Black Friday on a High Note of Hope for a Pilgrim

Today is Black Friday in Hawai`i, as is the whole of the United States.

I cannot figure out the metaphor here, not yet, but it has something to do with shopping, this wild abandon that can only come about when there is so much purchasing power in the hands of the people who are not homeless, not starving, not unemployed, or not on welfare.

In short, Black Friday is for the moneyed--or for those who can afford its cost.

For yesterday, in Los Angeles, at the Skid Row, the Father Dollar did it again: that early act of late gift-giving: early because it was too early for the joys and pretensions of Christmas; late gift-giving because all one can do at this time is to prolong the agony of the desperate and the despondent in the face of the despotic acts of social injustices in that great city of glitter and gold, fantasy and illusion, glory and gumption.

For Los Angeles, like this Black Friday, is a seductive lover with nothing to offer but seduction--or that illusion that it does offer one.

For there, in the Los Angeles of our minds formed by popular culture, with those pyro-technique kind of films giving the coup d' grace for a bombastic understanding of what illusion can offer, a hilly portion of the city looms large, like some kind of a hill in the mind on a Black Friday when you have opted out not to go through this ultra-capitalist right to own and own and own without let-up.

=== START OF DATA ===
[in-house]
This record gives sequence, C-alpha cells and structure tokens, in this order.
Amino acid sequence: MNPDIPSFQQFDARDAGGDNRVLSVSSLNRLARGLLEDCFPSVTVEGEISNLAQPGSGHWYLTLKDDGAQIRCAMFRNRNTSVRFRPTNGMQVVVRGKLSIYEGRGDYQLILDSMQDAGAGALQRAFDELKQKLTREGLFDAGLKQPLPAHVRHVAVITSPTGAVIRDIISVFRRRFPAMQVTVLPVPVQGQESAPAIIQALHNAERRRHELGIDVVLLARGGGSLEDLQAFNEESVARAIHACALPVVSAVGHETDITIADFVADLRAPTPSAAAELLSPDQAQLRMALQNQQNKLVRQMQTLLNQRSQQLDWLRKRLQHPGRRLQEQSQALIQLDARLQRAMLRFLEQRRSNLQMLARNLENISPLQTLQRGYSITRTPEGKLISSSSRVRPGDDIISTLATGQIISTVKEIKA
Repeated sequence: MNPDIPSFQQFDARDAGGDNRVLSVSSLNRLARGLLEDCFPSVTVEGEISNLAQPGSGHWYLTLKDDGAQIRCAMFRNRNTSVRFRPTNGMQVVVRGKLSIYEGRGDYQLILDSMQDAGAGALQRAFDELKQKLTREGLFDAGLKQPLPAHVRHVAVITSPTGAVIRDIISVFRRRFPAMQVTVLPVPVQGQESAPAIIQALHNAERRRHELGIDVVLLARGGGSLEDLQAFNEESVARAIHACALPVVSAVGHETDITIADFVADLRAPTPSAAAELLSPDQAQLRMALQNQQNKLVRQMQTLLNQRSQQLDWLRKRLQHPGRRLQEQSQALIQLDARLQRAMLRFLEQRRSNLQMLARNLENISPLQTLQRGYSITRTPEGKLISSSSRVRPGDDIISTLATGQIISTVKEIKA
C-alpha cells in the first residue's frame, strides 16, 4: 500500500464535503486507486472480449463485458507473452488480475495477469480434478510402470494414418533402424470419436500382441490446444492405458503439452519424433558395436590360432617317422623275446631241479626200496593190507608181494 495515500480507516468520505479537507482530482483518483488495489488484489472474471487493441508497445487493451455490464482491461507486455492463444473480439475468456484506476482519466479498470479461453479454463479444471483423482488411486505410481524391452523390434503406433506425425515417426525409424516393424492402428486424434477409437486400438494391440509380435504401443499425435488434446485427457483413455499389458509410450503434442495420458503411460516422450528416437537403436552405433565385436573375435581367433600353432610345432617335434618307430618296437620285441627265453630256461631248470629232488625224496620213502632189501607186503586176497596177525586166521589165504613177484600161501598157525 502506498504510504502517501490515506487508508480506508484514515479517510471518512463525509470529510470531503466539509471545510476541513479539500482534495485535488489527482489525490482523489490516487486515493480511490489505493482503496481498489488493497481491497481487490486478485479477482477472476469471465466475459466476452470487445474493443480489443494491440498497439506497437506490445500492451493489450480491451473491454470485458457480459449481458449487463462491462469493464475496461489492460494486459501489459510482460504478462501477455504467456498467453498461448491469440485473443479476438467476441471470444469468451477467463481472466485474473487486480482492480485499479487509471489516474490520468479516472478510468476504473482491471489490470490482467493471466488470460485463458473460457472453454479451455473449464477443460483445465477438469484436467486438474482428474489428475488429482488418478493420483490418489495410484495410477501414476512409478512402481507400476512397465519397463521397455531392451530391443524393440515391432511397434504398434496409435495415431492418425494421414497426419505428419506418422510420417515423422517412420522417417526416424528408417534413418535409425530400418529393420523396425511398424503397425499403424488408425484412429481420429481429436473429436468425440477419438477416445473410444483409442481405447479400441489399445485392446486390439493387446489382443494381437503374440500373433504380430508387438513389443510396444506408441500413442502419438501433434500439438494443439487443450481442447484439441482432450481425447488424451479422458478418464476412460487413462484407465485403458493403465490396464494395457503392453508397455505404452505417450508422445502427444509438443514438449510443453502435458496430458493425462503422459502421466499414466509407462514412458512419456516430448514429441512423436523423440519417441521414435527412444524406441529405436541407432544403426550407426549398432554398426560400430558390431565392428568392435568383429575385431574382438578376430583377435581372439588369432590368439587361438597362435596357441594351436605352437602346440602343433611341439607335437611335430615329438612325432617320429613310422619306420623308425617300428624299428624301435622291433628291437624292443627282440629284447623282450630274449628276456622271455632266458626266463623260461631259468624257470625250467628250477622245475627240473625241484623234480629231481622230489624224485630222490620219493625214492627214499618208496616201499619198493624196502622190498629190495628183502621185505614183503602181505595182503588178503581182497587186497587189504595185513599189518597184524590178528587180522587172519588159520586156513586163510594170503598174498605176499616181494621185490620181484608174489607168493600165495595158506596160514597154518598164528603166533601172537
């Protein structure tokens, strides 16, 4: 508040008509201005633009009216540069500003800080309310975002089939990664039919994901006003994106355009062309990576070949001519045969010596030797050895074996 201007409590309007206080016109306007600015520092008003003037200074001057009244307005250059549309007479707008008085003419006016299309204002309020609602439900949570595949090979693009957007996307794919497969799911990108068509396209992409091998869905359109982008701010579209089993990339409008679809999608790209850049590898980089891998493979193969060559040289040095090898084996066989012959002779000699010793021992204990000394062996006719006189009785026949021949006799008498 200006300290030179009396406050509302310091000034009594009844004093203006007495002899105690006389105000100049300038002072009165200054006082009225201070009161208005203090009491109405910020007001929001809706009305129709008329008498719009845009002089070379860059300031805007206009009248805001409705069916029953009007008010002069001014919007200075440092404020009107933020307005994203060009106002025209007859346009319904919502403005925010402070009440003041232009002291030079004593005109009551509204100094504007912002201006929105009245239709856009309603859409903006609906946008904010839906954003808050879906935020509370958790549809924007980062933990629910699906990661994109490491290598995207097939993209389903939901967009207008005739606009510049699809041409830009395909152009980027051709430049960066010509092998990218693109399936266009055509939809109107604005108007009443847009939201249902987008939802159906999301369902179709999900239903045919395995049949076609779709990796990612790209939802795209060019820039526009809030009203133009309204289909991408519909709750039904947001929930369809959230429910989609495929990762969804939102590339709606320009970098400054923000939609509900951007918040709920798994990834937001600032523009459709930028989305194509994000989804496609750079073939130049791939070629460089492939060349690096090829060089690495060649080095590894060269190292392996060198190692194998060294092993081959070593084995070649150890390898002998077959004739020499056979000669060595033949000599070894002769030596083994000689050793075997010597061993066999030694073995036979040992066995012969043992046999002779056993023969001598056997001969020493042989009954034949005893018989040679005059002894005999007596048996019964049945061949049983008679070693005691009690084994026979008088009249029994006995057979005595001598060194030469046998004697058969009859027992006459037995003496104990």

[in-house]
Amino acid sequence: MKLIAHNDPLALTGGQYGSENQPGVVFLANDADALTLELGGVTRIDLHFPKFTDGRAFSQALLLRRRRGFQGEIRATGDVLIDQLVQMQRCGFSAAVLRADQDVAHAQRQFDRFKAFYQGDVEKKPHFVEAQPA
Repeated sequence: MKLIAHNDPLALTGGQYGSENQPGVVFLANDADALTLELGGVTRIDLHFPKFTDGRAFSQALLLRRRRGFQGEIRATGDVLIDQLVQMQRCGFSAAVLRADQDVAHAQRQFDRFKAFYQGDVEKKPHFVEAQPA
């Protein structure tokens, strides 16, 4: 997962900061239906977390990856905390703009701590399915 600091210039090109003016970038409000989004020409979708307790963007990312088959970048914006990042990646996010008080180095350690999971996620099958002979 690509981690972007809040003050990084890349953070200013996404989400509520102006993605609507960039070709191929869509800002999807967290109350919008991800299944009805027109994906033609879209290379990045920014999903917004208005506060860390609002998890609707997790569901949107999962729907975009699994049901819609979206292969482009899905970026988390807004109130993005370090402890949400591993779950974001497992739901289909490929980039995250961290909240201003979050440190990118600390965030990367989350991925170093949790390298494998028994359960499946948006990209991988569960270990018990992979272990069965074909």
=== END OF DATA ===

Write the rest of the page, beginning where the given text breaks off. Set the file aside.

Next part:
From the hilly portions of the city is the Cathedral of the Angels coming clearly into view, with its proud spires reaching out to the heavens like arms outstretched, as if in perpetual prayer.

From there, with the Virgin of Guadalupe as your witness, a vastness of the landscape greets you with the matins of birds for effect and remind you of the hope that one can expect from the heavens, assuming that the people of, and with power, have not arrogated unto themselves, nor have they squandered, that hope that is supposed to be for everyone.

Even in Honolulu where I now count the days as a peregrine going on another peregrination what with a commitment to the teaching of a heritage language of more than 80 percent of Filipinos over here who descended from the Ilokanos, I remember the contours of that hope the Cathedral embodied when I was still trying to figure out what life awaited me as an exile.

The Cathedral was a fountain of fervent prayer and a temple of thankfulness.

There I lighted candles, the cheaper kind, one that could go with the dollar that was coming in as meagerly as the desire to stay put and watch the parade of stars and reside in that fantastic world of doubles and triples and megalomania, not to mention the kind of universes created by paid spin doctors who have the power to manipulate their own stars so that their stardom would appear aglittering even in that deepest of the dark night of the Los Angeles soul, whether that soul is a migrant's like my own or a long-term resident like Leah Salonga who saw to it that she would be wed in that temple of faith and love if one believed in its resident cardinal who cared for immigrants and cared for pedophiles in soutanes as well.

The Skid Row is that stretch of a road that begins from the eastern side of the city, from the side of the United States Citizenship and Immigration Services and flows to the west before it hits the main thoroughfares that lead to the old Los Angeles with its ancient, almost primeval, charming, and warm European-styled brick buildings whose ground floors are center stage for what commerce offers: diamonds, McDonald's, and more diamonds. Or those boutiques that sell jeans the price of which is equivalent to the salary for one month of those selling them.